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Nuclear-Free Future Awards identify key areas of need

Beyond Nuclear was once again a co-sponsor of the Nuclear-Free Future Awards, this time held in Johannesburg, South Africa, November 16-20.  It was perhaps the most eclectic and international of all Award gatherings in recent years and “official” events such as the Awards, the Think Nuclear-Free Symposium, and a downtown anti-nuclear rally, included, and were interspersed with much joyful singing, dancing and embracing.

The 2016 winners were: Arif Ali Cangi (Turkey), Resistance; Bruno Chareyron (France), Education; Samson Tsegaye Lemma (Ethiopia) Solutions; and Susi Snyder (Netherlands/USA) and Alfred Sepepe (South Africa) for Special Recognition. Click on each winner’s name for more information on their work and the award.

Some important themes emerged from the Think Nuclear-Free Symposium, some of which are listed below. For more, see the Nuclear-Free Future Award home page.

Some prevailing themes from the Symposium.

  •  There are lies told from the beginning to the end of the uranium fuel chain story, by governments and industry. These lies and the corruption must be constantly exposed. There is a huge need for accountability and transparency.
  •  It is essential to get accurate, scientific information directly to communities.The information needs to be simple, properly and fully documented, and translated into relevant languages.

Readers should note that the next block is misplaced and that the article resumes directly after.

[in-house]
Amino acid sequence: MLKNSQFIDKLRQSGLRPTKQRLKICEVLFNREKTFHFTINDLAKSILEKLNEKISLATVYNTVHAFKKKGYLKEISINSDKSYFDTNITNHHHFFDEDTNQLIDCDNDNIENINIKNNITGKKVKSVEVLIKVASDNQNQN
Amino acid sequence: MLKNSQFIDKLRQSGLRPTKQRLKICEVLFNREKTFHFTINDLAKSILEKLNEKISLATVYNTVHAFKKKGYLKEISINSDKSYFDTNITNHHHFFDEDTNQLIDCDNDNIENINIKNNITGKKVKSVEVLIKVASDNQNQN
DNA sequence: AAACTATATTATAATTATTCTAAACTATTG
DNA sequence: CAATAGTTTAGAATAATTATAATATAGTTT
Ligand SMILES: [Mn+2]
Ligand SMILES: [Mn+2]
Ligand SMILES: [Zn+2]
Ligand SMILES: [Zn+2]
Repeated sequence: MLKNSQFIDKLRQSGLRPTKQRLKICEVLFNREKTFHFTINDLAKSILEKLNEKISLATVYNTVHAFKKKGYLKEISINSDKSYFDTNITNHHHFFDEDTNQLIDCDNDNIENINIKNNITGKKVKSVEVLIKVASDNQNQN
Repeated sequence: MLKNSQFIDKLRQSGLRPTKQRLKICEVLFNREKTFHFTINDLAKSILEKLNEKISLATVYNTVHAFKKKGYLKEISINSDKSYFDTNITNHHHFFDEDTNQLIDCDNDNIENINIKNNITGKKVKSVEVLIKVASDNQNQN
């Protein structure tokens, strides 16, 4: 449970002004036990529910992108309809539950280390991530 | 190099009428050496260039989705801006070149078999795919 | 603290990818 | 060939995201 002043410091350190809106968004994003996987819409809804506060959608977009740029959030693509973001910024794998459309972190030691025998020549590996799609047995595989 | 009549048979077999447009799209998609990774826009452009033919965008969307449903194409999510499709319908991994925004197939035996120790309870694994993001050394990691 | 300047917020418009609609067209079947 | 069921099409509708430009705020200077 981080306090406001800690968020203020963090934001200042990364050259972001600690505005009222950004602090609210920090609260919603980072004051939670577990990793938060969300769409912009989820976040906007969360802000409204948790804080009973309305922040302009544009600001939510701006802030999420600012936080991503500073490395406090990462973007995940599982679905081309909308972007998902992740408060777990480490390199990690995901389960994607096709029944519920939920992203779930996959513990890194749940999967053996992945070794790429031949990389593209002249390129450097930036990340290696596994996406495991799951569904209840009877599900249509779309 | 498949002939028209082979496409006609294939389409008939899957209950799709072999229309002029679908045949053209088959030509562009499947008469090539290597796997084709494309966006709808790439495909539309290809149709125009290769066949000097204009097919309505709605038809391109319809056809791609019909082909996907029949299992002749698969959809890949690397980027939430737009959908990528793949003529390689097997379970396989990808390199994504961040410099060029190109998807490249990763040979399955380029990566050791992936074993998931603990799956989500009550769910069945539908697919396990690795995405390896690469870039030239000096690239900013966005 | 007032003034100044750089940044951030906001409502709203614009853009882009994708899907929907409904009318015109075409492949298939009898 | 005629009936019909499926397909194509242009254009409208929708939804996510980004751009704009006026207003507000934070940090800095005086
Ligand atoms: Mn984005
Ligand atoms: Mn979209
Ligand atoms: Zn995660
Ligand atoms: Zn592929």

• It is important to train people to use radiation monitors so that communities can measure radiation levels themselves rather than be subjected to the lies of industry and government; understand what the levels mean; and know which protective steps they can and should take.
  • In order to get information to rural or remote communities, a mobile information and training unit could be optimal, since many people cannot travel to a training event or conference.
  •  How we message is also important. Rather than talking about impact, talk about consequences and appeal to the heart. This means telling personal stories and having compelling messengers who have lived the nuclear experience whether nuclear weapons (such as Hibakusha) or nuclear power/uranium mining.
  • How we look at the issue and frame it can make a difference in reaching people. The anti-nuclear weapons community is emphasizing that this is a humanitarian issue and a public health issue.